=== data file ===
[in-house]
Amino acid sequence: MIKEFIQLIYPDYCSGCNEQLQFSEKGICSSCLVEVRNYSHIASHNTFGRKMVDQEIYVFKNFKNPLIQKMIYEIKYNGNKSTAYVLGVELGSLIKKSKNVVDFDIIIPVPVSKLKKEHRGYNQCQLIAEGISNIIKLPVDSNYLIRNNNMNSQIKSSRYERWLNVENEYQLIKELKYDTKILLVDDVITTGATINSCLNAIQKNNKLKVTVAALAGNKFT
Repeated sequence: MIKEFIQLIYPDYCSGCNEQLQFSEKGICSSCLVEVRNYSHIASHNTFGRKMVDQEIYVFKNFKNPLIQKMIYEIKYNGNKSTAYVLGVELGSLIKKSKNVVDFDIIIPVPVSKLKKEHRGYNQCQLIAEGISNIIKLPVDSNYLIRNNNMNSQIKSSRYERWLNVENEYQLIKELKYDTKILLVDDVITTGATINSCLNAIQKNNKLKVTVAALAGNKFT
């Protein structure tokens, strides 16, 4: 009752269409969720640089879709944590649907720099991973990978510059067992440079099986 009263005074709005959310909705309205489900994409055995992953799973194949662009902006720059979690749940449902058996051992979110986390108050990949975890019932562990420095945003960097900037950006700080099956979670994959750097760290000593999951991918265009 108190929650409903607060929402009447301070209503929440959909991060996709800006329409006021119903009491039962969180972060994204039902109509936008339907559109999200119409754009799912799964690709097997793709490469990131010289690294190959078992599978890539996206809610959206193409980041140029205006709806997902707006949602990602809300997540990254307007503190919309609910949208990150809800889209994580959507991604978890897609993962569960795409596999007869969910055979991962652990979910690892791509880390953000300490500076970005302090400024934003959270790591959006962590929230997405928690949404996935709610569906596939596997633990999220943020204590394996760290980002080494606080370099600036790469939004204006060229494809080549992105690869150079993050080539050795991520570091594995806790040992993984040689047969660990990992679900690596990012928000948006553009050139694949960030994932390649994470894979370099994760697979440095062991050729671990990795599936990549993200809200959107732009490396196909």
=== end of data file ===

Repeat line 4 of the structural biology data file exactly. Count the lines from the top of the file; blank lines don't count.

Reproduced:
């Protein structure tokens, strides 16, 4: 009752269409969720640089879709944590649907720099991973990978510059067992440079099986 009263005074709005959310909705309205489900994409055995992953799973194949662009902006720059979690749940449902058996051992979110986390108050990949975890019932562990420095945003960097900037950006700080099956979670994959750097760290000593999951991918265009 108190929650409903607060929402009447301070209503929440959909991060996709800006329409006021119903009491039962969180972060994204039902109509936008339907559109999200119409754009799912799964690709097997793709490469990131010289690294190959078992599978890539996206809610959206193409980041140029205006709806997902707006949602990602809300997540990254307007503190919309609910949208990150809800889209994580959507991604978890897609993962569960795409596999007869969910055979991962652990979910690892791509880390953000300490500076970005302090400024934003959270790591959006962590929230997405928690949404996935709610569906596939596997633990999220943020204590394996760290980002080494606080370099600036790469939004204006060229494809080549992105690869150079993050080539050795991520570091594995806790040992993984040689047969660990990992679900690596990012928000948006553009050139694949960030994932390649994470894979370099994760697979440095062991050729671990990795599936990549993200809200959107732009490396196909």